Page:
The Maritime industry is entering a new generation of technological advances. Whether that be environmental, transportation or digital. Things are about to change

A term that has come up a lot in recent months has been ‘Blockchain’. But when I talk to people about this ground-breaking technology, that promises to revolutionize container logistics, not many people understand it.

So, what is it?

Blockchain’s store information across a network of personal computers making them not just decentralised but distributed. This means no central company or person owns the system but everyone can use it and help run it. This makes it very difficult for it to be . The people who run the system use their computer to hold bundles of ‘blocks’ (records) that can be submitted to others in a chronological chain. The blockchain uses a form of math called cryptography to ensure records can’t be counterfeited. Old transactions are preserved forever and new transactions are irreversible once added.

The blockchain is best known as the underlying foundation for the crypto-currency, Bitcoin. Digital cash you can send to anyone, this is different to normal money as there isn’t a financial middleman involved. Instead, people from all over the world help move the digital money by validating others bitcoin transactions with their personal computers.

Bitcoin uses blockchain by tracking records of ownership over the digital money, so only one person can be the owner at a time. The money can’t be spent twice like counterfeit money in the physical world can. Bitcoin is just the beginning, in the future, blockchains that manage and verify online data could enable us to launch companies that are entirely run by algorithms. This would help us protect our online identities and even track the billions of devices on the internet of things. These innovations will change our lives forever and it’s all just the beginning.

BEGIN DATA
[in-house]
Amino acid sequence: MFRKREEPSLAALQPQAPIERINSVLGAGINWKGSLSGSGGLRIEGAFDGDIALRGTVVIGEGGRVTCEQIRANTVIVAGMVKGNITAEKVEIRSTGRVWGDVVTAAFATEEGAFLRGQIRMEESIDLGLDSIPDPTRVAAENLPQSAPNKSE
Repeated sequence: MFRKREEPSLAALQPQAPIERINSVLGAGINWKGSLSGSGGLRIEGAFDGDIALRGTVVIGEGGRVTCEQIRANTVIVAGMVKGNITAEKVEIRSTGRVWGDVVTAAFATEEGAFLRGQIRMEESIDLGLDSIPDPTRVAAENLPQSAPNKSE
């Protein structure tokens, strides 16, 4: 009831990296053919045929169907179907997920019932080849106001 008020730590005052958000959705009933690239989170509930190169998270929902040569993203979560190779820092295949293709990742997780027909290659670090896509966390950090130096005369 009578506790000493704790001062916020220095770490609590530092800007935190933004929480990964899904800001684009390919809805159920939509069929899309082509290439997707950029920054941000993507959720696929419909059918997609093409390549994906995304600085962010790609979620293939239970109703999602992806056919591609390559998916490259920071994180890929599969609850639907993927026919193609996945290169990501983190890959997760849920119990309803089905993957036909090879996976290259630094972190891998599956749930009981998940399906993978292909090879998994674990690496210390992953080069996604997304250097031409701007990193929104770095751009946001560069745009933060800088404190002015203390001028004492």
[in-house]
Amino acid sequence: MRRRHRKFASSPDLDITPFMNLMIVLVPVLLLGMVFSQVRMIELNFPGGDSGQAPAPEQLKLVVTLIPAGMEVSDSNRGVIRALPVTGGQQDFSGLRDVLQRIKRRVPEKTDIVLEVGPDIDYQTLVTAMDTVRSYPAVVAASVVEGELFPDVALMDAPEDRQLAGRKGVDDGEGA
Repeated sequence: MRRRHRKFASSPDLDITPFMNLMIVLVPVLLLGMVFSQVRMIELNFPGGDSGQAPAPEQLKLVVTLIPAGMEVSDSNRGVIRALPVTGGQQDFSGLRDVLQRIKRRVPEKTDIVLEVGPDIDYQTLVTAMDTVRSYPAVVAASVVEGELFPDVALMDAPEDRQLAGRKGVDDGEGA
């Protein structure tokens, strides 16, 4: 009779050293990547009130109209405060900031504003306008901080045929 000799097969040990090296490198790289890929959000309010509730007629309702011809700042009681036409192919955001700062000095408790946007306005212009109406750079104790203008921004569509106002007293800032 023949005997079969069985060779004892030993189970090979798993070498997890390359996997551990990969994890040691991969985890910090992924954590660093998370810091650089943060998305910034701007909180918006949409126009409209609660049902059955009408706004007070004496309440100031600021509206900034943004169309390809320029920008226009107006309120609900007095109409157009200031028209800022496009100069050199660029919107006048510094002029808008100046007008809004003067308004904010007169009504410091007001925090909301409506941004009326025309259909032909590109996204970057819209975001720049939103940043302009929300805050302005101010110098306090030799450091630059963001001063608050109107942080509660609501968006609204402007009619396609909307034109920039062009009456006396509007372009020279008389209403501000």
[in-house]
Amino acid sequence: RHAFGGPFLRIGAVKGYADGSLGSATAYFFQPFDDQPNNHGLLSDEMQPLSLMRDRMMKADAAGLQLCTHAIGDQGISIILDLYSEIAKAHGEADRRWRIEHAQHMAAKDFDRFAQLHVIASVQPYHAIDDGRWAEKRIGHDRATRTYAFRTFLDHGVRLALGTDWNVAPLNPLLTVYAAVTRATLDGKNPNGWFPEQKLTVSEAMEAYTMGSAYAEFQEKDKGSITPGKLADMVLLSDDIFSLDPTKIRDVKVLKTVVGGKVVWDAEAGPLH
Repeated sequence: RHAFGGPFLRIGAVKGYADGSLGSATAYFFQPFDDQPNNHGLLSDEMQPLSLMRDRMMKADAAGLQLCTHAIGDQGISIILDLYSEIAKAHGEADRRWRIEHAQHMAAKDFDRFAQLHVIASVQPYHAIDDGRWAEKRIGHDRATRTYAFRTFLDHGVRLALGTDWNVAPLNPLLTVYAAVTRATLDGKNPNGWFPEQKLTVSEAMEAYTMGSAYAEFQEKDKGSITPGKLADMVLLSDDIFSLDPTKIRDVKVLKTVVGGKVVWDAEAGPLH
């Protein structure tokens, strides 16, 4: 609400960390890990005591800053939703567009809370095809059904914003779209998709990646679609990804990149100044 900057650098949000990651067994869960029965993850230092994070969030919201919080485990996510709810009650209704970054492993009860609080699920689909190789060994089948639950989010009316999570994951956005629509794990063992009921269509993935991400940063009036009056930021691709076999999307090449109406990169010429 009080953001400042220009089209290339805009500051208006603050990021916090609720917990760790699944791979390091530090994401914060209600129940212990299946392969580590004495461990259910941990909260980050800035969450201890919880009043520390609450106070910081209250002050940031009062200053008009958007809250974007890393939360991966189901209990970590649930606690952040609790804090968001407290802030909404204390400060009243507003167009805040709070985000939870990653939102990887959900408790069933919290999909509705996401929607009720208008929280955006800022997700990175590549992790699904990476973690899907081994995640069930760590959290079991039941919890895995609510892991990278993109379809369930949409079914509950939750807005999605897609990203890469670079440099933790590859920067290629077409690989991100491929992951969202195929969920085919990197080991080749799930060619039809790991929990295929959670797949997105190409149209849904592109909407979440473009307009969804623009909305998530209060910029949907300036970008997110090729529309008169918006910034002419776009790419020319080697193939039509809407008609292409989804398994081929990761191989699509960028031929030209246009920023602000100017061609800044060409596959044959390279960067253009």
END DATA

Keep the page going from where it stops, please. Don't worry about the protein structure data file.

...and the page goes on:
How will this relate to shipping?

Container logistics is a £3 trillion a year industry, using various IT systems and massive amounts of data-entry-type paperwork. Maersk and IBM have teamed up to start using blockchain to track its cargo. For Maersk, it gives buyers, sellers and customers an official way to keep track of the goods it hauls. Everyone involved can see where the shipment is at any point. Shipping crosstrade can have up to 30 people involved, having 200 separate interactions that all require different sets of documents.


1 Shipment:

People Involved


Separate Interactions

This is usually done by countless emails, phone calls and sometimes even fax. Blockchain will allow customs officials to upload a copy of a signed document (approving the transaction/shipment) where everyone can see it. This could save up to £230 per container in terms of the labour that process documents. So, an Ultra Large Container ship that can carry 18,000 containers, could mean the savings for one ship’s full cargo would amount to £4.4 million.

The great thing about Blockchain is that no one needs permission to implement it into their business. But everyone involved would have to be ‘on board’ with the technology for it to work effectively. With a wide lack of understanding still present, this could take years to implement.


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